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Thursday, March 29, 2007

More Fat Added to the Minnesota DFL Pork Fest

After ramming through $900 million of tax and spending increases in a transportation bill last Saturday, the DFL led Minnesota House continued its assault on taxpayers on Tuesday by passing a bonding bill of over a quarter billion dollars on a 84-45 vote. Technically, there should not even be the discussion of a bonding bill in this session as such bills are usually reserved for “the bonding session” in even-numbered years.

This session continues the disturbing mega-spending trend of the Minnesota Legislature as a $1 billion bonding bill was passed in each of the last two years. Traditionally bonding bills during the "budget session” (odd-numbered) years are only supposed to deal with emergency needs, but the $290 million bill had only $8 million of realistic emergency projects: $2 million of flood relief for Browns Valley and $6 million of emergency repairs to the Oak Park Heights prison.

The DFL leadership saw fit to expand the definition of "emergency spending" to include:
$2 million for a high-speed train between Chicago and St. Paul (a House Republican opined that Chicago residents could zoom to Minnesota, pick up their welfare checks, and be back in time to join Jerry Springer’s studio audience).

Adding another $30 million for the declining enrollment at the Red Lake high school, middle school and two elementary schools, the bonding bill that would bring to $80 million the bricks-and-mortar spending by state taxpayers for the four schools.

$2.5 million to create a state crime lab in Andover, although there is room two expand the state’s two crime labs in St. Paul and Bemidji.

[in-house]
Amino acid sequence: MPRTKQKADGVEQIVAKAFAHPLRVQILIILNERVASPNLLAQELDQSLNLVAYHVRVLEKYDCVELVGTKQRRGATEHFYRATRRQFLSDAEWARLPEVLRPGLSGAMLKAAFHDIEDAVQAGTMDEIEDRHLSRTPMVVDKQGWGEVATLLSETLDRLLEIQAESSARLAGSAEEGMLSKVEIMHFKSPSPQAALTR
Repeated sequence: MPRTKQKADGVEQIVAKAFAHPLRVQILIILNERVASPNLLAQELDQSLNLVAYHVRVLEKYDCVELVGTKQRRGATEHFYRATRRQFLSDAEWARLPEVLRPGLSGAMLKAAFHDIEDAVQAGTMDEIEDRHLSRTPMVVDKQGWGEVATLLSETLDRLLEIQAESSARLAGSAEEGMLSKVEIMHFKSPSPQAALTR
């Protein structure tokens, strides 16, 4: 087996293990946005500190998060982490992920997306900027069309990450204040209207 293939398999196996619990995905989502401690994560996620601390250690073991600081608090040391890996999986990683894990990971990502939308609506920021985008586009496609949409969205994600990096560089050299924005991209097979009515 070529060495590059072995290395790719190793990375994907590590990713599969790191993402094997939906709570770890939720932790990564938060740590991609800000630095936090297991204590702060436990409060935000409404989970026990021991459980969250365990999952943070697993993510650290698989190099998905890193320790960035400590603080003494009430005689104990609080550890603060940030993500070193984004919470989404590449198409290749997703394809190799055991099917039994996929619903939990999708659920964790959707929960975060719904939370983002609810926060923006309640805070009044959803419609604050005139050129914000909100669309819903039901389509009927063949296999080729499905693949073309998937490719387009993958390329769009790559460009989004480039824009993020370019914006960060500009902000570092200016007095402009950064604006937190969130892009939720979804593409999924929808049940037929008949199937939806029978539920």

$300,000 to buy a swamp (or, as the tree huggers prefer to call it, a "wet land") next to an elementary school in Brooklyn Center.

$30 million for a third ice rink at the Duluth Entertainment and Convention Center (“DECC”).

Over $71 million of new projects for the University and for MnSCU

$20 million for “infrastructure” for Itasca County that was never heard by the economic development committee.
In addition to the wasteful and largely unnecessary spending, the current bonding bill sets some bad precedents. It would continue a three-year trend toward bloated bonding bills every year, it sets the table for a record-smashing bonding bill next year as many proposals being heard in 2007 become with promises made for 2008. It also builds the hidden debt for budgets in future years that will need cash infusions to service long-term debts and sets a record for putting current General Fund revenues into bonding projects that are supposed to be paid for over a long time because they serve the public over a long time.

In their zeal to increase spending the DFL controlled committees forced many elements of the bonding bill through without meaningful review by the committees that supposedly have expertise on the matter. For example, the Higher Education Committee did not hear about what emergency was calling for huge new funds for the University of Minnesota or MnSCU institutions. The Environment Finance Committee did not get to evaluate huge DNR projects. In the Bonding Committee itself, most multi-million projects were considered for less than five minutes, with few or no questions allowed by the open-minded DFL leadership.